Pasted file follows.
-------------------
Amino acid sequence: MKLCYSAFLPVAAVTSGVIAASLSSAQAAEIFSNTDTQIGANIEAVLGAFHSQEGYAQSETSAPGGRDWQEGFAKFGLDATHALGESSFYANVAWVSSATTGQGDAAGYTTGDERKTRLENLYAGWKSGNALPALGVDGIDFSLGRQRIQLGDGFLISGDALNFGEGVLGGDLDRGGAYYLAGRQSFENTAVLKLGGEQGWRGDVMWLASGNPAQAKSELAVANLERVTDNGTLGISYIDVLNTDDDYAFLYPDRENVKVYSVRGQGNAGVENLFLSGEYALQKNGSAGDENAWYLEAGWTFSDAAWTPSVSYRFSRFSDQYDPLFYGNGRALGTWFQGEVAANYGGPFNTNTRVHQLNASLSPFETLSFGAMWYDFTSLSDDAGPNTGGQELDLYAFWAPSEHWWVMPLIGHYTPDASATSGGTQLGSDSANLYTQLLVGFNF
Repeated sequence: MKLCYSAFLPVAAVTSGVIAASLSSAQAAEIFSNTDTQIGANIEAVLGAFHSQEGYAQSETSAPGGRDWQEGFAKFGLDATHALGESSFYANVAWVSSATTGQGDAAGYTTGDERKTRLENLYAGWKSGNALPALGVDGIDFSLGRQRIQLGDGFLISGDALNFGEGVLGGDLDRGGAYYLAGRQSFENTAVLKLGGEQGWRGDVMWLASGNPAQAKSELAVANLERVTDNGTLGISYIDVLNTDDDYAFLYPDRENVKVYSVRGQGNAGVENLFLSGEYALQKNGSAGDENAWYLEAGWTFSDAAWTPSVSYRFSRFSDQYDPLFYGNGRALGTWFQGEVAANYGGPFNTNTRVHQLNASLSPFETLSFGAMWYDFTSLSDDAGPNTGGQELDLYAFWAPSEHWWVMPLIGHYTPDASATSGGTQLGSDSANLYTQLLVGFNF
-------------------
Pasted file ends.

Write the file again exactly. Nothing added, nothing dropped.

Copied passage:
Amino acid sequence: MKLCYSAFLPVAAVTSGVIAASLSSAQAAEIFSNTDTQIGANIEAVLGAFHSQEGYAQSETSAPGGRDWQEGFAKFGLDATHALGESSFYANVAWVSSATTGQGDAAGYTTGDERKTRLENLYAGWKSGNALPALGVDGIDFSLGRQRIQLGDGFLISGDALNFGEGVLGGDLDRGGAYYLAGRQSFENTAVLKLGGEQGWRGDVMWLASGNPAQAKSELAVANLERVTDNGTLGISYIDVLNTDDDYAFLYPDRENVKVYSVRGQGNAGVENLFLSGEYALQKNGSAGDENAWYLEAGWTFSDAAWTPSVSYRFSRFSDQYDPLFYGNGRALGTWFQGEVAANYGGPFNTNTRVHQLNASLSPFETLSFGAMWYDFTSLSDDAGPNTGGQELDLYAFWAPSEHWWVMPLIGHYTPDASATSGGTQLGSDSANLYTQLLVGFNF
Repeated sequence: MKLCYSAFLPVAAVTSGVIAASLSSAQAAEIFSNTDTQIGANIEAVLGAFHSQEGYAQSETSAPGGRDWQEGFAKFGLDATHALGESSFYANVAWVSSATTGQGDAAGYTTGDERKTRLENLYAGWKSGNALPALGVDGIDFSLGRQRIQLGDGFLISGDALNFGEGVLGGDLDRGGAYYLAGRQSFENTAVLKLGGEQGWRGDVMWLASGNPAQAKSELAVANLERVTDNGTLGISYIDVLNTDDDYAFLYPDRENVKVYSVRGQGNAGVENLFLSGEYALQKNGSAGDENAWYLEAGWTFSDAAWTPSVSYRFSRFSDQYDPLFYGNGRALGTWFQGEVAANYGGPFNTNTRVHQLNASLSPFETLSFGAMWYDFTSLSDDAGPNTGGQELDLYAFWAPSEHWWVMPLIGHYTPDASATSGGTQLGSDSANLYTQLLVGFNF